What is open science? - Technical.ly Philly

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Apr. 18, 2019 4:30 pm

What is open science?

It's like open data, but for research. Organizers of the R-Ladies Philly meetup offer an explainer based on talks from their most recent meetup.
Dr. Jaclyn Taroni presents on her work at the Childhood Cancer Data Lab at R-Ladies Philly’s April meetup.

Dr. Jaclyn Taroni presents on her work at the Childhood Cancer Data Lab at R-Ladies Philly's April meetup.

(Photo via twitter.com/RLadiesPhilly)

This is a guest post by the R-Ladies Philly organizing team.
Many are familiar with the concept of open source in software development, but what is open science?

The emerging practice of open science seeks to make tools and data available to researchers worldwide so that scientific advances can be made faster and more cost effectively.

Contrast this with the traditional model of academic research, where labs often work in silos, rarely make the raw data and analysis code publicly available, and publish in journals that require payment to access content. This lack of transparency, in conjunction with the increasing complexity of data processing techniques, leads to reproducibility problems. Therefore, this “closed” model of doing science is beginning to shift towards a more open approach to research, where the data, code and results are all publicly viewable from the beginning of the project using platforms like GitHub and FigShare.

This past Tuesday, local data science meetups R-Ladies and DataPhilly hosted an event at Azavea in Philadelphia with two guest speakers and a discussion of careers in open science.

Jaclyn Taroni, Ph.D. presented her work at the Childhood Cancer Data Lab (CCDL), an Alex’s Lemonade Stand Foundation initiative based in Philadelphia. CCDL’s mission is to accelerate childhood cancer research by helping researchers worldwide improve their software, scientific workflows and training.

Second, Olga Botvinnik, Ph.D. shared about her role at the Chan Zuckerberg Biohub in California. This initiative aims to solve big problems in human health with the lofty goal of curing, preventing or managing all diseases by 2100.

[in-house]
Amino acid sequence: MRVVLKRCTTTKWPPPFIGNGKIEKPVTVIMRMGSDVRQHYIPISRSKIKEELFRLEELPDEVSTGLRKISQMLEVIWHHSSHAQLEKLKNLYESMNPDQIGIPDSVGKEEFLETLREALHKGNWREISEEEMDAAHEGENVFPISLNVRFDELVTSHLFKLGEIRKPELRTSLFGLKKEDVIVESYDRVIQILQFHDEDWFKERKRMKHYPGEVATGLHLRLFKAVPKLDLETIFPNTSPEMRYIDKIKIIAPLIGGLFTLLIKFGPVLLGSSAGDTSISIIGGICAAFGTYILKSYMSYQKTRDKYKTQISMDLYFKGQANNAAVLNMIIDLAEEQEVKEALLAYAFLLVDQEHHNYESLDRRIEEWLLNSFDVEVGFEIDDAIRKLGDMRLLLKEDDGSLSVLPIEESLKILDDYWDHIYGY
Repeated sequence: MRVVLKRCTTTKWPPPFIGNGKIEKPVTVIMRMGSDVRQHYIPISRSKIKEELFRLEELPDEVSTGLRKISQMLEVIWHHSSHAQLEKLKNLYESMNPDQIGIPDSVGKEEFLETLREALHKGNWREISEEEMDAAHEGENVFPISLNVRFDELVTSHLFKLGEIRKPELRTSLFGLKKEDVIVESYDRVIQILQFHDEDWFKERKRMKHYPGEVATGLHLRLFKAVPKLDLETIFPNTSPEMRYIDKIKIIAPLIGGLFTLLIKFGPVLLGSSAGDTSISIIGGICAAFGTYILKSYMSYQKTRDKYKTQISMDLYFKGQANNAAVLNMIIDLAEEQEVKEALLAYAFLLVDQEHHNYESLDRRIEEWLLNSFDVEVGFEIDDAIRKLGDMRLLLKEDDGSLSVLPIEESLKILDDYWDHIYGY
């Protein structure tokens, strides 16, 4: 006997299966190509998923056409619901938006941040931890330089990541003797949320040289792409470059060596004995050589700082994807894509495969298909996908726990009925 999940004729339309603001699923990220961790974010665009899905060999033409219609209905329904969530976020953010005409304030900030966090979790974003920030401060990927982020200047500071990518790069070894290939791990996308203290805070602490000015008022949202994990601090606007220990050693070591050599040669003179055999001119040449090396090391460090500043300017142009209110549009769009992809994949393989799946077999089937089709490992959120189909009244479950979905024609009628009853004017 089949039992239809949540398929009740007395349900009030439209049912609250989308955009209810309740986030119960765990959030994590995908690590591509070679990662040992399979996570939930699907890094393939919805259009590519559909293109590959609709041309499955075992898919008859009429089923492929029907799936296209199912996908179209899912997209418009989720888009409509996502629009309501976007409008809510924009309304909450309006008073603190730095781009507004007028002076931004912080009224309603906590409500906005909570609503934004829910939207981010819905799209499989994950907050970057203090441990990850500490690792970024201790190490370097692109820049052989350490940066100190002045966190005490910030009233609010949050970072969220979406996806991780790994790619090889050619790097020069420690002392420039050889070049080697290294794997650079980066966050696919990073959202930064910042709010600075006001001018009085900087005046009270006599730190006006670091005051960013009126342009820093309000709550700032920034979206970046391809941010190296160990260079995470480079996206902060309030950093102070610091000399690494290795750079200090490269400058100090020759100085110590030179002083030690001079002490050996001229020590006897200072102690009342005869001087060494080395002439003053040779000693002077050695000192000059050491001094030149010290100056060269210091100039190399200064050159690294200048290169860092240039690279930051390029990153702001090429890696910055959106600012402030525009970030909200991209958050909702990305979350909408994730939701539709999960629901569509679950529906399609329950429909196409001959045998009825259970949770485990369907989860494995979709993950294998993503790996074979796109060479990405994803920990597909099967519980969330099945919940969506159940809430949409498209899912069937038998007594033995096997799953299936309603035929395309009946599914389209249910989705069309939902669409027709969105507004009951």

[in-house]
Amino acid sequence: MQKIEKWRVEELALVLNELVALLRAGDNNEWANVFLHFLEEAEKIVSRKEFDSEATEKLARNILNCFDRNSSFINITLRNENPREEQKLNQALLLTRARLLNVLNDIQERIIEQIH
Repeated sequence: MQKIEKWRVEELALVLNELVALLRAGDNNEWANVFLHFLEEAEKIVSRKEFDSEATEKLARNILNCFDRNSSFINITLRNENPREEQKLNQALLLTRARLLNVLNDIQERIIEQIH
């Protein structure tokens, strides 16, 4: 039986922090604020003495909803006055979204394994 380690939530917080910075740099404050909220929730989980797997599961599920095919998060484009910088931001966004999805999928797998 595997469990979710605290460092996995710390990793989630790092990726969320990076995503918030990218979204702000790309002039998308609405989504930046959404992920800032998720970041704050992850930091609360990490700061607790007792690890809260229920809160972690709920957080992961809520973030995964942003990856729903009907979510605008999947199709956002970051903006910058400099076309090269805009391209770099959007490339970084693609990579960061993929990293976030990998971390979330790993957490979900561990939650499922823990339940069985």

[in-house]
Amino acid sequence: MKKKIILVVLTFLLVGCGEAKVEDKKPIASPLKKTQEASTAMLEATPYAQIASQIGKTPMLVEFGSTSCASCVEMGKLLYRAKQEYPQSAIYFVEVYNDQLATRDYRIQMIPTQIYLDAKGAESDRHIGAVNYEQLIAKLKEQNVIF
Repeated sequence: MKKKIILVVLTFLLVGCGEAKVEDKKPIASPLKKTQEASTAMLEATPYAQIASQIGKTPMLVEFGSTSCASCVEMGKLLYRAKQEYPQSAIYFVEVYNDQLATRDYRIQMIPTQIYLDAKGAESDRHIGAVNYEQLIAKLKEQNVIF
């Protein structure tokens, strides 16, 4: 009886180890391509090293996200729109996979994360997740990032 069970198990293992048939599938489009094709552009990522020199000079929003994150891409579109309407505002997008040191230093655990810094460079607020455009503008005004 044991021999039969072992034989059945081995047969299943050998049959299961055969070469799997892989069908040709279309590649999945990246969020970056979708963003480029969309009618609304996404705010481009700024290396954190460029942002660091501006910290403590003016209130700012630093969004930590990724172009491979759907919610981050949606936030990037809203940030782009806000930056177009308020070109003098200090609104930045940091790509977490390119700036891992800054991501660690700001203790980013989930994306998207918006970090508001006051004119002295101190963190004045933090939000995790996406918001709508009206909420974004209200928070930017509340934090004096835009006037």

Why do open science?

On a personal level, the supportive community, immediate feedback and potential to positively impact scientific progress quickly are some of the main reasons a scientist might practice open science.

For instance, Botvinnik was drawn to this work based on her experience in single-cell transcriptomics research during graduate school. When she wrote Python packages to analyze data, people around the world provided feedback, liked the package, and used it. This inspired her to want to pursue a research career where all code and data are open from the beginning. She further shared that working on open science projects is great way to build your network and your online presence.

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On a broader, professional level, open science means that more data is available to discern patterns and test predictions against samples with different characteristics. As a result, researchers can not only tackle very difficult and complex problems, but they can also ensure that their findings are more robust and reproducible. Efforts of this scale require coordinated standards for data collection, processing and recording, which are all possible thanks to the latest technological advances and the work of dedicated organizations and scientists.

Both speakers emphasized their motivation to make tools accessible, since cumbersome data processing methods limit their utility and makes scientific findings difficult to trust and understand, and even more difficult to translate into solutions.

How can you get involved in open science?

Not everyone working on open science must be an active scientist by profession. Botvinnik recommended connecting to researchers who are active on Twitter, especially about open science, and asking them what you can do to help.

You can also follow the money: Look for initiatives for open science and see who they are funding. An example is the Moore-Sloan Data Science Environments funded by the Gordon and Betty Moore Foundation and the Alfred P. Sloan Foundation. When it comes time to share your results, consider writing a blog post, which can be a great way to get early feedback.

Joining local data science groups is another great way to get in touch with researchers and get involved in data analysis projects. In particular, R-Ladies Philly has already developed external partnerships for hands-on analytics projects in the nonprofit sector, and is looking to expand these collaborations to include researchers in the area.

And both R-Ladies Philly and DataPhilly convene scientists and data enthusiasts through regular meetups that are either hands-on workshops or talks given by experts, which offer ample opportunity for connecting and engaging in exciting research work.

Where can you learn more about open data and research?

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